(Auto)Sync Guide

Many productions use double system audio workflows due to the low quality inputs on DSLR cameras or for the flexibility and higher bit rate quality available to dedicated production audio recorders.  In those scenarios, a syncing process is done either in a third party dailies system or within Media Composer itself. There are multiple ways to sync picture and sound in Media Composer:

  1. Both picture and sound elements have common timecode. This is the easiest and fastest way to sync as you can do the entire day’s dailies in one batch process. 
  2. The picture and sound elements have easy to see and hear slate and clap but no timecode. This involves marking a Sync point on the slate and clap and syncing one take at a time. 
  3. No slate, not timecode and all hell breaking loose. This type of syncing is usually done via the timeline where both elements can be slipped as needed to be in sync and played back to confirm. This is also the process if using PluralEyes to sync based on waveforms. 

For further sync accuracy, it is common to work in a 35mm film project so that sync can be slipped on 1/4 frame increments. You can read why I use film projects on digital camera workflows here.

Media Composer v7 brought new functionality that brings new workflows to the product - namely Color Transform (source side LUT) and Image Transform (FrameFlex). But… Keeping the flexibility of linked AMA, LUTs, and FrameFlex with double system audio workflows can be a bit of a minefield. Understanding what can be synced and 1/4 frame slipped with these functions before you start and workflow is important to know. In some cases, the production will have to decide what is more important; color management, quality image extraction or accuracy of sync with double system workflows.

The following  two images show the results of double system workflows with a total of 42 total combinations of 7 source clip types. The NAME in the bin starts with how the clip was created:

  • Picture AMA Linked
  • Picture Transcode from AMA link
  • Picture via Avid’s Dynamic Media Folder feature
  • Picture via a third party dailies system like Resolve, Colorfront, MTI Cortex, etc.  
  • Audio (BWF) via AMA link
  • Audio (BWF) via transcode from AMA link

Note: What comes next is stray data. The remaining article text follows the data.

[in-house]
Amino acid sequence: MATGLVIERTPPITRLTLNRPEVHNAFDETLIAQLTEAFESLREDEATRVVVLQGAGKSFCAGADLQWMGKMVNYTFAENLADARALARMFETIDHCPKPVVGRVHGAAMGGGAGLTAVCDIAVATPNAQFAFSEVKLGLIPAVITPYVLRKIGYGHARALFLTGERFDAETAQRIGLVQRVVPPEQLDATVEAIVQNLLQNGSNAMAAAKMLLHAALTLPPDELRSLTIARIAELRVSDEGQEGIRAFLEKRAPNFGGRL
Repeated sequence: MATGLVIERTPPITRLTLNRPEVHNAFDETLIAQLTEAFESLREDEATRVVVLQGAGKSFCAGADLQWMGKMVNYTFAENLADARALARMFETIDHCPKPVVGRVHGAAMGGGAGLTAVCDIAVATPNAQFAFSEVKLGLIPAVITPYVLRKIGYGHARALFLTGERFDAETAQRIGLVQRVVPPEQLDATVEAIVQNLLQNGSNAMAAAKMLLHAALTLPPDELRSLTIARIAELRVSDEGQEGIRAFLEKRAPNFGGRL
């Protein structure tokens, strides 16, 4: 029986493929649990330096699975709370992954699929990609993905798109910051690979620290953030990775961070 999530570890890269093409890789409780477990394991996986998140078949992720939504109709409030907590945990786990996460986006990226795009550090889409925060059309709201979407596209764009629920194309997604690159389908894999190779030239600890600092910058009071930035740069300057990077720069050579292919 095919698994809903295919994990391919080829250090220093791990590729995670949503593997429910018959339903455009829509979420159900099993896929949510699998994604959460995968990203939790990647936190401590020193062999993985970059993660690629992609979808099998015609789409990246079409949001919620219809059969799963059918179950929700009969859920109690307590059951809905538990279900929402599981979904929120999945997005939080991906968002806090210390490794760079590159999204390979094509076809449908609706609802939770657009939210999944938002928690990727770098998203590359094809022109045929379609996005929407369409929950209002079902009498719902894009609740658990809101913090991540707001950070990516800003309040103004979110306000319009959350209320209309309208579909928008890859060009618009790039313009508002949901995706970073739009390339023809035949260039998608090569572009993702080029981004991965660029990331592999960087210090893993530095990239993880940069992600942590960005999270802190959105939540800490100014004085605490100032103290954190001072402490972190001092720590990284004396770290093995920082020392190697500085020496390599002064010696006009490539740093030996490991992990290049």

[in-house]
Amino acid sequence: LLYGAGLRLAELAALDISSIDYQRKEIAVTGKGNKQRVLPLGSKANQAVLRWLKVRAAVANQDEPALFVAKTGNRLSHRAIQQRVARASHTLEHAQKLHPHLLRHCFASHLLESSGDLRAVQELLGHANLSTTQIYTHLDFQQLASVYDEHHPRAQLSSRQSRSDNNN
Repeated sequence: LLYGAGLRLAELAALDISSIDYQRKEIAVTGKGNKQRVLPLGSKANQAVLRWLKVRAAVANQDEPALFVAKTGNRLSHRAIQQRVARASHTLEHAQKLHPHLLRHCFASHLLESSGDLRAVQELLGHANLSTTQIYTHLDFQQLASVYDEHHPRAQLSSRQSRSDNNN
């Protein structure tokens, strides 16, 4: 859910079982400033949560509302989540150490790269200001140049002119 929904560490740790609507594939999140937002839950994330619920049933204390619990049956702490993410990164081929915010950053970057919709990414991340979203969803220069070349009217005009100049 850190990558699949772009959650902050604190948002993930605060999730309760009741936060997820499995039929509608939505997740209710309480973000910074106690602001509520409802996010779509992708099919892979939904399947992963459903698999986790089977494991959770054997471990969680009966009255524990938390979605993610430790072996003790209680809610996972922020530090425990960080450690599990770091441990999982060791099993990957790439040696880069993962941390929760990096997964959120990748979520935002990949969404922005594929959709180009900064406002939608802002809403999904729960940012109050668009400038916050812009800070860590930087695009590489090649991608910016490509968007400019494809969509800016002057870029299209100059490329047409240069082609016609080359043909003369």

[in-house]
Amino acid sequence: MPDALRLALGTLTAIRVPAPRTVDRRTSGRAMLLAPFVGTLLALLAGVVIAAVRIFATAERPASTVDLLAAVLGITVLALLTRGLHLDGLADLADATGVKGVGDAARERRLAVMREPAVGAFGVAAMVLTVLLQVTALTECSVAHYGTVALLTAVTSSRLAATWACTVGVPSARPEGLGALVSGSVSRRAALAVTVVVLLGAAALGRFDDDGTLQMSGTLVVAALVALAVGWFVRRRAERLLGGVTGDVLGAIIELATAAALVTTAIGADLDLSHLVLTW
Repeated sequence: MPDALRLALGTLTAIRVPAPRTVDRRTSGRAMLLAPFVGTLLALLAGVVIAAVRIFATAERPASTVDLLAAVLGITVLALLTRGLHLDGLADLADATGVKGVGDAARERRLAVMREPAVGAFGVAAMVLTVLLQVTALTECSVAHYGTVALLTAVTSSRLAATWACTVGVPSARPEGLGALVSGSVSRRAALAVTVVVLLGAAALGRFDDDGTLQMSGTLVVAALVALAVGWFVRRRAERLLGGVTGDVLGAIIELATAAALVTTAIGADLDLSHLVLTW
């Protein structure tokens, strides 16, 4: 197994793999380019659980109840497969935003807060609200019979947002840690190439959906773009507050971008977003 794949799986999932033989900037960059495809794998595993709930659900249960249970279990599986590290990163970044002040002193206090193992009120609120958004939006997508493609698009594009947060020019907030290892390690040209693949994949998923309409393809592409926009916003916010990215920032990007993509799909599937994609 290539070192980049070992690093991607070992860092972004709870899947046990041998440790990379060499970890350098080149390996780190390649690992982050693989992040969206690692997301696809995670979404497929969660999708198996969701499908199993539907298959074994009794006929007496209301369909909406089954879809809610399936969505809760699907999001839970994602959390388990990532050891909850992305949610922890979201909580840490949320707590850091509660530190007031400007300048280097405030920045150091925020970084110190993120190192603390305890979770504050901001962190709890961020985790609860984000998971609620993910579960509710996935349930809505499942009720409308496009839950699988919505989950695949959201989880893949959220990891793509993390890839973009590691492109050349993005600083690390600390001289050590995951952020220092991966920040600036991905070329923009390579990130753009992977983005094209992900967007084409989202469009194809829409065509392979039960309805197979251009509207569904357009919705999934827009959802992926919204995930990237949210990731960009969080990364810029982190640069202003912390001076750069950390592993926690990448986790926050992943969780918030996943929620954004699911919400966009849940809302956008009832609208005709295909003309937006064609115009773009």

• Audio (BWF) import

For picture transcoding, there is an additional set of files that include compatibility mode ON or OFF for either Color or Image transforms (or both). This covers most, if not all the methods by which picture and sound essence can be created. Then, there are the two methods of syncing as mentioned resulting in 21×2 resulting sync clips. I have to admit this took a bit of time to create and keep track of, but the information is good to know before realizing too late that a particular method won’t work after spending all the time with a transcode process.

Each method is in its own bin; one for syncing clips in the bin and the other via the timeline. The clip I used was a typical DSLR type clip that did not have common timecode, but a clean slate and clap. The clip was VA1A2 as recorded in camera (scratch audio) and the BWF were 8 track polyphonic with MIX track on A1. The resulting VA1 .sync clip was a result of the options in the AutoSync dialog window to remove audio from video, and keep A1 from BWF. The project type is 1080p/23.976 and 35mm/4 perf active. 

In the first case, syncing the clips directly in the bin two at a time will always sync (as compared to the timeline method), but only the imported BWF audio was able to be 1/4 frame slipped for more accurate sync. All other combinations will not 1/4 frame slip. Green clips are 1/4 frame synced, Red clips are not. Click on thumbnail for full bin view with comments. The columns will indicate ability to sync and to 1/4 frame sync as separate processes. For each case where sync or 1/4 frame slip could be performed, the error message is listed. 


In the case of timeline syncing, the results are a bit more of a mis-mash. In some cases you can sync and 1/4 frame slip, and in other just sync, and with some, nothing at all.


As seen with these results, in order to have 1/4 frame slip capabilities, the picture needs to be transcoded with no active image or color transforms applied. This means one needs to choose which is more important to the workflow in this stage of the process.  This is more or less handled by syncing clips from the bin, but for productions needing to use PluralEyes or have no slate/clap on their dailies and must sync via a timeline, their options are much more limited.  So be sure to plan ahead!

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